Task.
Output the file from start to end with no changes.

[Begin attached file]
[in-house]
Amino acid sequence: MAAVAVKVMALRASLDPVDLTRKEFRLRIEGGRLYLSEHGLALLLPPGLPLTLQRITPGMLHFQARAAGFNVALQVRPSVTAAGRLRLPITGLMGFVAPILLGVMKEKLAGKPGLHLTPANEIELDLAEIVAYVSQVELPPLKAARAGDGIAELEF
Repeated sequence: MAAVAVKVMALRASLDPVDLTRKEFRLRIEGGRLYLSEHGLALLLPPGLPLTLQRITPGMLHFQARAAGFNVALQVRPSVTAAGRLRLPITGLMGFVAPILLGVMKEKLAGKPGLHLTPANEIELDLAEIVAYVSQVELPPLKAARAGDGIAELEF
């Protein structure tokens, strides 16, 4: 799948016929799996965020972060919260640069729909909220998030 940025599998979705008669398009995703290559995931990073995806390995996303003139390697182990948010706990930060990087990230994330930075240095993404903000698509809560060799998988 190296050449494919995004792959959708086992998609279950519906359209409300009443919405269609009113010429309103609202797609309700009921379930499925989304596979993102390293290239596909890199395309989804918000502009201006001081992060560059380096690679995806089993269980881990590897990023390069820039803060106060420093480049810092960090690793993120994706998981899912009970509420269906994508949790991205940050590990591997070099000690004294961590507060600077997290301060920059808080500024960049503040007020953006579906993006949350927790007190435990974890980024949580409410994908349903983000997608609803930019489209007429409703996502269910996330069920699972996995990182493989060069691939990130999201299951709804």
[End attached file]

[in-house]
Amino acid sequence: MAAVAVKVMALRASLDPVDLTRKEFRLRIEGGRLYLSEHGLALLLPPGLPLTLQRITPGMLHFQARAAGFNVALQVRPSVTAAGRLRLPITGLMGFVAPILLGVMKEKLAGKPGLHLTPANEIELDLAEIVAYVSQVELPPLKAARAGDGIAELEF
Repeated sequence: MAAVAVKVMALRASLDPVDLTRKEFRLRIEGGRLYLSEHGLALLLPPGLPLTLQRITPGMLHFQARAAGFNVALQVRPSVTAAGRLRLPITGLMGFVAPILLGVMKEKLAGKPGLHLTPANEIELDLAEIVAYVSQVELPPLKAARAGDGIAELEF
């Protein structure tokens, strides 16, 4: 799948016929799996965020972060919260640069729909909220998030 940025599998979705008669398009995703290559995931990073995806390995996303003139390697182990948010706990930060990087990230994330930075240095993404903000698509809560060799998988 190296050449494919995004792959959708086992998609279950519906359209409300009443919405269609009113010429309103609202797609309700009921379930499925989304596979993102390293290239596909890199395309989804918000502009201006001081992060560059380096690679995806089993269980881990590897990023390069820039803060106060420093480049810092960090690793993120994706998981899912009970509420269906994508949790991205940050590990591997070099000690004294961590507060600077997290301060920059808080500024960049503040007020953006579906993006949350927790007190435990974890980024949580409410994908349903983000997608609803930019489209007429409703996502269910996330069920699972996995990182493989060069691939990130999201299951709804």